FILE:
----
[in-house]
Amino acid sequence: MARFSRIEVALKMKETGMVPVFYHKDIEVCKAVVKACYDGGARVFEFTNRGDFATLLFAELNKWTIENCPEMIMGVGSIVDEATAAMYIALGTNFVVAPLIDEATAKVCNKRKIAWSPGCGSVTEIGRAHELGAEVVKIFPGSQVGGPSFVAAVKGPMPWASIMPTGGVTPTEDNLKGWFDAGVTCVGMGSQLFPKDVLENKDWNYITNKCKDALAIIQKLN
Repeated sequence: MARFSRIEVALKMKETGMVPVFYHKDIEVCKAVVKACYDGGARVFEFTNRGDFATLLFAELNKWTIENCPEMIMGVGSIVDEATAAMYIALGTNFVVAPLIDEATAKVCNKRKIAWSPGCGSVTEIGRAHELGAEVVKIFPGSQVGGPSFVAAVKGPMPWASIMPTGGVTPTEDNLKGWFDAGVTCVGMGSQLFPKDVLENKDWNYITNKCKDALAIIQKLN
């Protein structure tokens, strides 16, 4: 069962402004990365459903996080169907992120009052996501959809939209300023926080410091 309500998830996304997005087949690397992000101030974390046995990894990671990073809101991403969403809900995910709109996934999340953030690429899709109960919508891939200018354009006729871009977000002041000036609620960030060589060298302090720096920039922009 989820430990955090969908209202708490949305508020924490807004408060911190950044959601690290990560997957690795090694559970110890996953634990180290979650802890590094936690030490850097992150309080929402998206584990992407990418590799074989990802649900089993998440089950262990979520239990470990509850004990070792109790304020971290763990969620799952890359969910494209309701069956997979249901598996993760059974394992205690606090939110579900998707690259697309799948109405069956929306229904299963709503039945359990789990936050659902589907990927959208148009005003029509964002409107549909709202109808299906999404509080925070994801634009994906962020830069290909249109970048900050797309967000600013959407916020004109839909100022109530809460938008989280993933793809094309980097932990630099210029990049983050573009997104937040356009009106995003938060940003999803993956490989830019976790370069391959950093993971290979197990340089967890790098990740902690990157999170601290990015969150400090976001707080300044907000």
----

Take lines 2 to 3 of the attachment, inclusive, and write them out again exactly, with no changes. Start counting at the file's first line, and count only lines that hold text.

Amino acid sequence: MARFSRIEVALKMKETGMVPVFYHKDIEVCKAVVKACYDGGARVFEFTNRGDFATLLFAELNKWTIENCPEMIMGVGSIVDEATAAMYIALGTNFVVAPLIDEATAKVCNKRKIAWSPGCGSVTEIGRAHELGAEVVKIFPGSQVGGPSFVAAVKGPMPWASIMPTGGVTPTEDNLKGWFDAGVTCVGMGSQLFPKDVLENKDWNYITNKCKDALAIIQKLN
Repeated sequence: MARFSRIEVALKMKETGMVPVFYHKDIEVCKAVVKACYDGGARVFEFTNRGDFATLLFAELNKWTIENCPEMIMGVGSIVDEATAAMYIALGTNFVVAPLIDEATAKVCNKRKIAWSPGCGSVTEIGRAHELGAEVVKIFPGSQVGGPSFVAAVKGPMPWASIMPTGGVTPTEDNLKGWFDAGVTCVGMGSQLFPKDVLENKDWNYITNKCKDALAIIQKLN